Two years later he made a more successful land expedition down the Mackenzie River, exploring the coast east and west of its mouth, including 1600 miles of virgin territory. This time he completed the expedition without a single casualty.

 

 

MY PLANNED TRIP

In early June 2013, with my Czech companion, I plan to retrace the route of Franklin’s first land expedition. Leaving the mining town of Yellowknife (900 miles north of Calgary), we fly 190 miles to the community of Wekweti, which is 50 miles from the site of Fort Enterprise. After making our way across a section of small rivers and lakes with many portages, we’ll reach the Coppermine River in the vicinity of Point Lake. This will certainly be still frozen in June to a depth of several feet, so we’ll drag the canoe over the ice until we reach open water. Then we’ll descend the Coppermine to the ocean, passing several dangerous rapids, like Rocky Defile, Escape Rapids and Bloody Falls where several canoeists have drowned in the past. We’ll then canoe eastwards to Bathurst Inlet. This is a wild stretch of coast with high cliffs, and, like Franklin, we’ll be travelling in a canoe more designed for river travel than the open sea.  The final stage of the trip involves trekking back towards Fort Enterprise across nearly 500 miles of tundra. We’ll follow the Hood River initially, passing the 60 metre Wilberforce Falls, before crossing the Burnside and Coppermine Rivers. We need to be off the tundra before the end of September when the weather turns very nasty.

 

THE REGION

 

The huge area of tundra to the west of Hudson Bay, was named the Barrens or Barren Lands by the first explorers to visit the area. (See my Page on Across the Barrenlands) While the rocky, treeless wilderness may not be to everyone’s taste, it’s actually nowhere near as sterile and lifeless as the name implies.  It’s actually a land that’s full of wildlife and beauty. Millions of geese, ducks and other birds visit it in the short summer, the pristine rivers and lakes rivers are full of large trout, and Grizzly bears, wolves, muskoxen, wolverines, and huge herds of caribou make it one of the last great wildernesses in the world. A handful of canoeists visit the region every year, and return again and again, captivated by its magic. One suspects that more would be tempted if it wasn’t for the plagues of black fly and mosquitoes that can make life extremely uncomfortable!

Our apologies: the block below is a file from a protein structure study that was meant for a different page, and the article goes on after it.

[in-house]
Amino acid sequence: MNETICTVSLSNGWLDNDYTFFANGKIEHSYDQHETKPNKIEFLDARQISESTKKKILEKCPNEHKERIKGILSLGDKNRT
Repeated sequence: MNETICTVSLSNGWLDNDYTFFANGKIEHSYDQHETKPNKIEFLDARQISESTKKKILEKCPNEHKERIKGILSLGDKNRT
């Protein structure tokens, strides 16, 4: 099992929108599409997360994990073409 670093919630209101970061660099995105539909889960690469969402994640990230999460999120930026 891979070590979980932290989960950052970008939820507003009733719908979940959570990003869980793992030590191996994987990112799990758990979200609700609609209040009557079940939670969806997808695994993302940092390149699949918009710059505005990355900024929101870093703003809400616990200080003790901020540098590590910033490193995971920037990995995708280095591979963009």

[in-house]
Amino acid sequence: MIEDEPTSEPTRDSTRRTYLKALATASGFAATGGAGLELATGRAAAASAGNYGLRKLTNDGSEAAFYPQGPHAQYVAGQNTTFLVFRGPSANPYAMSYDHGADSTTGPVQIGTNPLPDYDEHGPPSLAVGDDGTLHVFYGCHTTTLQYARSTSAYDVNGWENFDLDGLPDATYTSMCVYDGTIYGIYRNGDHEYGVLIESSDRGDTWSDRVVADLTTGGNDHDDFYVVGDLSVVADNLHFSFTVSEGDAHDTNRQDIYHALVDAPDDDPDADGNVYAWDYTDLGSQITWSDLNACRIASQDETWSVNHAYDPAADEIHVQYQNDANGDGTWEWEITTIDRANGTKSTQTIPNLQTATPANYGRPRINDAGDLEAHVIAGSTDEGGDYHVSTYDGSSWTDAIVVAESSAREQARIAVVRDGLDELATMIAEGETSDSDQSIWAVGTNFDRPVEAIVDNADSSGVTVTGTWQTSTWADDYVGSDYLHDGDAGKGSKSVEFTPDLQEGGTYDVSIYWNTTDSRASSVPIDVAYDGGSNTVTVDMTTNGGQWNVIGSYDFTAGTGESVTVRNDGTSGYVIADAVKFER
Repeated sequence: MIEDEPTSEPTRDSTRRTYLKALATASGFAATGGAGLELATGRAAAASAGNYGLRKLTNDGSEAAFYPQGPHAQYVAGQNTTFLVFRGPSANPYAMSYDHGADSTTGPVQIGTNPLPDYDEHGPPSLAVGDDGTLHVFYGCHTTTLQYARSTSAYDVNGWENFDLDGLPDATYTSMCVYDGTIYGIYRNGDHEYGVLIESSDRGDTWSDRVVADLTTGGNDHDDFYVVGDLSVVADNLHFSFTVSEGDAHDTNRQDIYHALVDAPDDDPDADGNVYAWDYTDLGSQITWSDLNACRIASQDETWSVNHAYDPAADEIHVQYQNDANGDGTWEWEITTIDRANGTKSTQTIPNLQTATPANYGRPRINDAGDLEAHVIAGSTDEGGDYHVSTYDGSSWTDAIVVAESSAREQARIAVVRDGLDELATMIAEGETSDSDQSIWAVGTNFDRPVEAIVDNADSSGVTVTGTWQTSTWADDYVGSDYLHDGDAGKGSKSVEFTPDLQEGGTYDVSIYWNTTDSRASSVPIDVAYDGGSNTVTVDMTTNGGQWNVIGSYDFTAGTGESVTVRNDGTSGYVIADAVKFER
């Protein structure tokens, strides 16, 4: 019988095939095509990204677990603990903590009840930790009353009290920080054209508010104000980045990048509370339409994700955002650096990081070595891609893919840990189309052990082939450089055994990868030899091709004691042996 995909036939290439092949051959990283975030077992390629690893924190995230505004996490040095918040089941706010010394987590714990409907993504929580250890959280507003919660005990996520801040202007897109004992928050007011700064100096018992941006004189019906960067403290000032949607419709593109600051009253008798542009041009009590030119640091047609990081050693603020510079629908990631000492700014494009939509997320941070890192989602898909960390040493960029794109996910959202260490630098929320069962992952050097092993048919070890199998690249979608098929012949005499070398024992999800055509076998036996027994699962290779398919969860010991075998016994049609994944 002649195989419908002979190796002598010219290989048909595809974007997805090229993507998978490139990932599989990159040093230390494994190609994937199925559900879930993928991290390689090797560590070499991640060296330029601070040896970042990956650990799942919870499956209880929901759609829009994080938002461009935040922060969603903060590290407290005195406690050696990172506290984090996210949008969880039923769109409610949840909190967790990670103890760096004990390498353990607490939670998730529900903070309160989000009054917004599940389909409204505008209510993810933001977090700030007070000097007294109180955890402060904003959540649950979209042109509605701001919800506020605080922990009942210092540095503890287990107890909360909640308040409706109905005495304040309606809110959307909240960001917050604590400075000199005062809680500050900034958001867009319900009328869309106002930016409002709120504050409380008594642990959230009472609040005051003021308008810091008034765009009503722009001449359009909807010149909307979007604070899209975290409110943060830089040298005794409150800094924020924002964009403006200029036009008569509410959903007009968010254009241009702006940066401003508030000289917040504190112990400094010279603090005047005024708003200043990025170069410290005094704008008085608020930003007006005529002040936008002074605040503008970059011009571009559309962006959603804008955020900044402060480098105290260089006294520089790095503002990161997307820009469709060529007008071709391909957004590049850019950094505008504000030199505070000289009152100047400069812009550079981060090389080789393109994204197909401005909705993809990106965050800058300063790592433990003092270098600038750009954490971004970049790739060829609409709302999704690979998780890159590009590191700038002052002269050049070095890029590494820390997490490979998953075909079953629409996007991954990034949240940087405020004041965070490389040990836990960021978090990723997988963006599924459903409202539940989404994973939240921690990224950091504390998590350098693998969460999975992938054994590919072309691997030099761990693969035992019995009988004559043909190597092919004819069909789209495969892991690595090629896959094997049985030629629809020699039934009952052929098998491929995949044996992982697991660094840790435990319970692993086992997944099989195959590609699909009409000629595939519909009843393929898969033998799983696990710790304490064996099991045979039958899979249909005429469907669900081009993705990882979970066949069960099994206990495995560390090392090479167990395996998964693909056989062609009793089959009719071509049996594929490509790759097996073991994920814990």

THE PROPOSED BOOK

No-one has attempted to retrace the route of Franklin’s first land expedition before, and I think the ingredients of this story will produce a great book, with its mix of history and adventurous travel. There have been a few good books about the Barrens, but it is hardly an over-chronicled part of the world. I intend to refer to some of the other characters who have crossed the region, and whose exploits are largely unknown.

Trekking across 500 miles of tundra is something that’s not often done in summer, and for good reason. It’s a rocky, boggy landscape that’s 40% water, and easier to travel across in the Arctic winter. We’ll have to carry enough gear and food to last 6 weeks, and cross several wide, freezing rivers. The short summer will mean that the lakes will still be frozen when we leave Fort Enterprise in early June, and the weather will be deteriorating fast from the middle of August.

Like elsewhere in the Arctic, this region is experiencing great change. Caribou numbers are falling fast, mineral deposits are becoming more accessible and the permafrost is thawing.


SOME GOOD READS ON FRANKLIN, AND THE SEARCH FOR THE NORTHWEST PASSAGE


'FATAL PASSAGE.' KEN McGOOGAN

'FROZEN IN TIME' THE FATE OF THE FRANKLIN EXPEDITION' JOHN GEIGER AND OWEN BEATTIE

'THE MAN WHO ATE HIS BOOTS: SIR JOHN FRANKLIN AND THE TRAGIC HISTORY OF THE NORTHWEST PASSAGE.' ANTHONY BRANDT